This was the first time since July 2021 that Bitcoin closed under $30,000. On June 13, crypto prices plunged. Bitcoin dropped below $23,000 for the first time since December 2020. Since the “crypto winter” began in November 2021, Bitcoin dropped below $20,000 by the end of 2022.
What do we have right now?
The surprise from Bitcoin for the spring holidays and the thousands of titles in the crypto editions “Bitcoin has broken from a tight three-week range to clear $30,000 for the first time in 10 months.”
Based on information from Blockworks, we can claim that BTC is now up more than 80% this year, having climbed from around $16,500 on Jan. 1 to $30,100 as of 3 am, ET. Crypto-focused financial services firm NYDIG found this year’s first quarter was Bitcoin’s fourth-best on record.
While past performance is not indicative of future results, a positive first quarter has been a “good omen” for Bitcoin for the rest of the year, per NYDIG.
“Bitcoin has never had a down year after a positive first quarter and some of its best first quarters, like in 2011 and 2013, led to massive full-year returns,” the firm said. Bitcoin has outperformed benchmark indexes across equities and commodities year to date — the S&P 500 is up 7.5%, the tech-heavy Nasdaq 100 has gained 20% while the GSCI is about flat.
What affects the Bitcoin price?
The most common reasons:
- Supply and Demand
- New Bitcoin Securities
- Cryptocurrency Competition
1. Supply and Demand
Bitcoin and other cryptocurrencies prices are influenced by perceived value, supply, and demand, just like the other cryptocurrencies, goods, or services inside a nation or economy.
2. New Bitcoin Securities
Bitcoin has become a tool to store value and generate profits for investors and financial organizations. As a result, investors have produced and traded derivatives. This affects the price history of Bitcoin.
3. Cryptocurrency Competition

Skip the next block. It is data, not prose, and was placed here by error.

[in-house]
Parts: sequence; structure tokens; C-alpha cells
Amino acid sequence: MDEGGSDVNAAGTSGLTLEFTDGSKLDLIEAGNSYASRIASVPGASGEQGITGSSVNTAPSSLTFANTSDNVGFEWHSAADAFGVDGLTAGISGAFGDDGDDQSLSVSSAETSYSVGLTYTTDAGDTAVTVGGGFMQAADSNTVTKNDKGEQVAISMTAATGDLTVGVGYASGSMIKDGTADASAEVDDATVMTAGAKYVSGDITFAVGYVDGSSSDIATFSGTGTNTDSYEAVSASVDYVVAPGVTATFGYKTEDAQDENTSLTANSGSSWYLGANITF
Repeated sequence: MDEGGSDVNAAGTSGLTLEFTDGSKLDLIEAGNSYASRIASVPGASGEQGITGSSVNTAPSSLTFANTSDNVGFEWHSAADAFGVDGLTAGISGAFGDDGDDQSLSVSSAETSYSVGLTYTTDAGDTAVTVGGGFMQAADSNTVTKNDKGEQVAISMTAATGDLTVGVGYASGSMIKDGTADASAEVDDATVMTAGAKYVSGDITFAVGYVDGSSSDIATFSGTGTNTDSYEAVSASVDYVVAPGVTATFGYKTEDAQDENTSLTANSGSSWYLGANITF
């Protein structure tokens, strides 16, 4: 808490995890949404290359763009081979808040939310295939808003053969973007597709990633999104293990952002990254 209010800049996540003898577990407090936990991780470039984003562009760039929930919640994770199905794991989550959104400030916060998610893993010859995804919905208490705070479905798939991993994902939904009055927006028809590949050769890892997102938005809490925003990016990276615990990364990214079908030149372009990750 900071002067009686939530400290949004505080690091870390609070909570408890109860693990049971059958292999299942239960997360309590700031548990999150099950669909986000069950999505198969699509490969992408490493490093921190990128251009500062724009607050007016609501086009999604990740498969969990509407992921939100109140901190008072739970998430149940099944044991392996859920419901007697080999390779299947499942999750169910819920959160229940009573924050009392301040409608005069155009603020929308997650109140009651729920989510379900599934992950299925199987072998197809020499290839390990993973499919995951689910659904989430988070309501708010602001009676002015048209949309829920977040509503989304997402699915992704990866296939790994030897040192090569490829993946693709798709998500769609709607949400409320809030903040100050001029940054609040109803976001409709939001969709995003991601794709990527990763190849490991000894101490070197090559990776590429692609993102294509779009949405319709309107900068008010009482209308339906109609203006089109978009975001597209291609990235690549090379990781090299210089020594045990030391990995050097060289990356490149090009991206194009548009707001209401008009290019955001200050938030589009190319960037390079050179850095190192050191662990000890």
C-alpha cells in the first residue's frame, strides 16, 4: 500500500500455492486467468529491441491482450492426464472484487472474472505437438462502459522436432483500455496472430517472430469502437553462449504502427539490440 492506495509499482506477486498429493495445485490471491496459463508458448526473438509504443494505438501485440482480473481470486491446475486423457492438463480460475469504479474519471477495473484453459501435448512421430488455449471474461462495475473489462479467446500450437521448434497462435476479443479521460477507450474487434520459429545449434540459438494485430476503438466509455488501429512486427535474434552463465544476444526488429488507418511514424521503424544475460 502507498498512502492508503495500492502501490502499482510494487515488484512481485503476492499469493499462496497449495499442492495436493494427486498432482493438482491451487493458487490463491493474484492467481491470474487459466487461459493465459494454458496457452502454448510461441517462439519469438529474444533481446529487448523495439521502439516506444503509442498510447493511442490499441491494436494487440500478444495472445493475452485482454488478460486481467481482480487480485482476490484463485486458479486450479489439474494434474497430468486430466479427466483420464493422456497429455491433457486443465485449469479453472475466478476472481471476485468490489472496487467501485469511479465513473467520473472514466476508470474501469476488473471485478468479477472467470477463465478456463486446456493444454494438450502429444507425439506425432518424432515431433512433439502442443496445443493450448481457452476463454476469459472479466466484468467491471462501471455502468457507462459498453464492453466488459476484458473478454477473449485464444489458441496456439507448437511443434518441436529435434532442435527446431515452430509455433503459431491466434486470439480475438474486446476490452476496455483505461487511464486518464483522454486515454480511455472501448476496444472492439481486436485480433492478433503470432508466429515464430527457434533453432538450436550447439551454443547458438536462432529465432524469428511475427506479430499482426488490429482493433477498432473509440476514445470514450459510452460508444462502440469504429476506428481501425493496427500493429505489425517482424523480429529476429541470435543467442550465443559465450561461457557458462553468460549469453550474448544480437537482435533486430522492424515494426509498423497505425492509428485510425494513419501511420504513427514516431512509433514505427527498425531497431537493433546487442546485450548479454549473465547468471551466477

The value of other cryptocurrencies might also impact Bitcoin. Numerous cryptocurrencies exist, and more do so when issues are addressed, and they are accepted as legitimate means of payment and currency by institutions, retailers, and regulators.
Finally, demand will decline and prices will follow if investors and consumers think that other coins will turn out to be more valuable than Bitcoin. Alternatively, if attitude and trading change in the opposite direction, demand will increase along with prices.
Nowadays, we have a huge amount of different crypto assets that have popularity on the level of Bitcoin. It’s definitely ETH, ADA, XRP, BNB, WBT, SOL, and many others. So, now, it’s strong competition in the crypto market.
What does the popular crypto analyst think about Bitcoin Price Surge?
A well-known and respected cryptocurrency expert named Michal van de Poppe recently shared his opinions about the cryptocurrency industry, drawing parallels between current Bitcoin price changes and the atmosphere in 2019. He made it clear that there isn’t any FOMO or enthusiasm about Bitcoin, and that this won’t change until it reaches new all-time highs, which is definitely going to happen after the halving.
Van de Poppe also laid out his Bitcoin thesis, predicting a continued upward rally in Q2 as Powell’s term ends, similar to Q2 2019. As a recession hits, he anticipates a correction to $25K in the year’s second half.
He emphasized the Shanghai upgrading and the release of the Consumer Price Index (CPI) report on April 12. He suggested that the anxiety around the Shanghai upgrade would be similar to the Mt. Gox unlock and result in a selloff of altcoins as markets are anticipated to tumble. Regarding the CPI news, Van de Poppe pointed out that it might benefit the markets if it turns out to be lower than anticipated.